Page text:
In 2006, USA Today ranked it as One of the 10 Best Places to have Desserts in the USA

St. Louis' only Martha Stewart approved caterer

Tim Brennan is the only two time American James Beard Award Winner (1993 and 1995)

Frequent Recipient of "Best Dessert" in St. Louis awards

Neither of us thought to take a picture of it, but we started off with a plate of focaccia.  After I removed the caramelized onions, it was quite good.  

Tony's entree came with a choice of soup or salad.  He decided to get the soup of the day which was a beet soup.  I loved the hot pink color, but it was hard to get used to the texture of a cold soup.  

Tony dined on the savory pork tenderloin which came encrusted in herb bread crumbs and sauteed with rosemary butter.  It was served with mashed potatoes.  Tony was appreciative of both the serving size and the taste.  Our return to Cravings definitely did not disappoint!

I had the special of the day which was beef short ribs served over mashed potatoes and summer vegetables such as squash and zucchini.  I didn't even need to chew it was so tender!  

It's a sin to go to Cravings and not order a dessert.  Tony had the apple galette which has been named the best dessert in St. Louis multiple times.  It combines an apple pie and an apple tart with caramel, vanilla ice cream, and whipped cream.  I am not a fan of pie in general, but even I had a hard time giving Tony his plate back after tasting this delicious dish.  Tony and I both agreed that it was the best part of the meal. 

I, Christy Lynn Sevier, am a chocoholic.  See, I can admit it!  Of course I went for the chocolate offering on the dessert menu.  It was a turtle cheese cake brownie.  A chocolate brownie with cheesecake, caramel, pecans, and a fudge frosting.  While good, it paled in comparison to the apple galette.

Vatican Splendors

This is actually the back of the museum and is part of the expansion that happened in 2000.  The Missouri History Museum is located in the heart of Forest Park and is home to permanent exhibits that focus on Lindbergh, the Louisiana Purchase, and the 1904 St. Louis World's Fair.

 As with most special exhibits, we were not able to photograph anything once inside.

Vatican Splendors is a special exhibit that only has three planned stops in the United States.  Since St. Louis is affectionately nicknamed Little Vatican, this is its first stop.  The exhibit takes the visitor on a 2000 year journey through the history of Vatican art from extraordinary artists such as Michelangelo and Bermini.  It is comprised of nearly 200 pieces, many of which have never been allowed outside of Rome or the Vatican.

It's definitely worth seeing, but the Papal exhibit at HMNS a few years ago spoiled Tony and I.   This was nowhere near as impressive or extravagant as that one.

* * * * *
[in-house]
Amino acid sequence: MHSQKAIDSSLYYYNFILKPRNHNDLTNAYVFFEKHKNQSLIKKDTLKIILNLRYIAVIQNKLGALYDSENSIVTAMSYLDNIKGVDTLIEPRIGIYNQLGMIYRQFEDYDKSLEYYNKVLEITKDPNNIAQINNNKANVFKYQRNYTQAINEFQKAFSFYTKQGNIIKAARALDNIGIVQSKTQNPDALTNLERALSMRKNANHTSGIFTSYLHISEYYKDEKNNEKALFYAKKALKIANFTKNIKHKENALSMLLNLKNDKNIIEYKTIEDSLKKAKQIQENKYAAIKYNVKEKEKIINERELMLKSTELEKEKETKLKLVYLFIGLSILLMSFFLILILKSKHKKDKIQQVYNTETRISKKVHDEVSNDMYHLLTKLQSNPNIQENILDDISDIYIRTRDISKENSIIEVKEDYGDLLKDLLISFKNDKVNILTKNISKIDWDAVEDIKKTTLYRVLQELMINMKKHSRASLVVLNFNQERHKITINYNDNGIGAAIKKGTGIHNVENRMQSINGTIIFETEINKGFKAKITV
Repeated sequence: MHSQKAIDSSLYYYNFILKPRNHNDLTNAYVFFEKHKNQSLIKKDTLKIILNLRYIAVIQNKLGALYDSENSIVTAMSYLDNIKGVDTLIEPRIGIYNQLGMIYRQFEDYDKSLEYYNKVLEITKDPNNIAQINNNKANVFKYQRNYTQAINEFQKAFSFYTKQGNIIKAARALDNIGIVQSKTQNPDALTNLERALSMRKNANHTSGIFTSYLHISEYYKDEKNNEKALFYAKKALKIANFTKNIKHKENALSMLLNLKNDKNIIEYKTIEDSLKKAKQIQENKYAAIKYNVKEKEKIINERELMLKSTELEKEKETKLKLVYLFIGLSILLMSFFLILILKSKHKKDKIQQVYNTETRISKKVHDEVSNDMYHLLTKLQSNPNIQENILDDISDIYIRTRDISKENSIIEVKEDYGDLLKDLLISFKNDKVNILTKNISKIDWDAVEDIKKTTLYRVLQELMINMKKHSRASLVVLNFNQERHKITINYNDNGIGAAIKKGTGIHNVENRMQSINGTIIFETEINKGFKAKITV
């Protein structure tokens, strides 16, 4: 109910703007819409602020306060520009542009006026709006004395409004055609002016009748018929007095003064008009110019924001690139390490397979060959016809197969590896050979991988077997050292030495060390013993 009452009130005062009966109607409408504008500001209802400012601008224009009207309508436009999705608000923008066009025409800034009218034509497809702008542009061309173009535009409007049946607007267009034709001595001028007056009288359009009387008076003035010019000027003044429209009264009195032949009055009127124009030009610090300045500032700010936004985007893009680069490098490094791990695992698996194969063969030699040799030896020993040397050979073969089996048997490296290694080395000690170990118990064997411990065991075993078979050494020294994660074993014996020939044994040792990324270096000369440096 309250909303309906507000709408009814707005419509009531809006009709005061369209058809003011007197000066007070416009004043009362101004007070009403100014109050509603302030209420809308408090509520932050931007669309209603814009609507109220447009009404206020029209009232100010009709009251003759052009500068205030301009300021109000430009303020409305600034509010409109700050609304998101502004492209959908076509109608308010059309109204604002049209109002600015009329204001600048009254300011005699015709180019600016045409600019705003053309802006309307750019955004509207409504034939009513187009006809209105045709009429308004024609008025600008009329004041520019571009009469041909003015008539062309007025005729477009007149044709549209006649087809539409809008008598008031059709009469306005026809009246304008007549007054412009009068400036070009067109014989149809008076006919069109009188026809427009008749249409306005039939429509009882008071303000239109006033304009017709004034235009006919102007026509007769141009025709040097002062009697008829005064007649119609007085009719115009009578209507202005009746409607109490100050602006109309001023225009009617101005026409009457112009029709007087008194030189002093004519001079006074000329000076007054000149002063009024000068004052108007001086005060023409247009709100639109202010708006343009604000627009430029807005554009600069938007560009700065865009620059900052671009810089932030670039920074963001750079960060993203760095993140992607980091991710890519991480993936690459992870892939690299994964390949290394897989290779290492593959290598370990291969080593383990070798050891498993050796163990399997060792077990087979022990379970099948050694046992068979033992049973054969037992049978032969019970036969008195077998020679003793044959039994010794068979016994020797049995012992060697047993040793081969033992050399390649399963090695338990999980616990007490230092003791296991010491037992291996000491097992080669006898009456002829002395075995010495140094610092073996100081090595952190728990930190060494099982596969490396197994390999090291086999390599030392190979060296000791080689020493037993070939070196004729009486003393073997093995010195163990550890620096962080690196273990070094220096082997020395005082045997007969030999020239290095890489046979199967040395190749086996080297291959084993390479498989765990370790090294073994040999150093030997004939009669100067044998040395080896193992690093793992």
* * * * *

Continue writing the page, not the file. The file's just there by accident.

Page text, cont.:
The beautiful Grand Hall greets visitors as they first enter the museum.
The main attraction of Grand Hall is the Spirit of St. Louis sister plane that was used in the 1957 movie, The Spirit of St. Louis, starring Jimmy Stewart.  The plane was actually built by the same manufacturer a year after the original and later modified to match the Spirit's exact dimensions.  Oral histories claim that both Stewart and Lindbergh flew this plane.  It was moved from its display at Lambert-St. Louis International Airport to the museum in 2000.

After walking through the exhibit, we decided to have lunch at Bixby's in the museum.  Bixbyy's is named after a leading St. Louis cultural philanthropist, William K. Bixby.  He once served as the Missouri Historical Society president from 1907-1913, as vice president from 1914 to 1924, and as president again from 1925 to 1930.

Bixby's strongly believes in supporting the balance between nature and man in all food and has a commitment to sustainable food practices.  These principles guide them to use ingredients which are local, seasonal, and sustainable.

We were fortunate enough to walk in when a window table was open.  The restaurant boasts an entire wall of floor to ceiling windows with a great view of Forest Park.  

Tony enjoyed the Bixby's Midwest Chuck Burger which was topped with prairie breeze white cheddar, carmelized onions, Mount Pleasant Winery Port demi-glace and served on a grilled English muffin with grilled steak fries and house-made pickles.

I enjoyed the Grilled Chicken on Companion 'John Dough' with locally grown tomatoes and romaine, fontina, ailoi, and seasoned gaufrette chips.  While all of the food was quite tasty, the pickles were by far my favorite.  A sweet butter pickle that reminded me of my Grandma's house.

As good as the food was, it was easily topped by the outstanding service.

No visit to a museum would be complete without a trip to the museum gift shop.  Since one of the large permanent exhibits housed here focuses on the Louisiana Purchase, I love that they chose to name the gift shop after it!

After several failed attempts, we finally made it to the Missouri History Museum to see the Vatican Splendors exhibit!  This was our first time visiting the History Museum, but we didn't have enough time to see the special exhibit as well as the permanent exhibits.  Once the temperatures drop, we'll have time to visit the museum again.

Sunday, August 15, 2010


I had a limited time in Denver, but this was the view from my hotel.

Saturday, August 7, 2010


A trip home to Sulphur just would not be the same without a trip to
Jo's Party House for cupcakes. 

Thursday, August 5, 2010

Houston, There's a Problem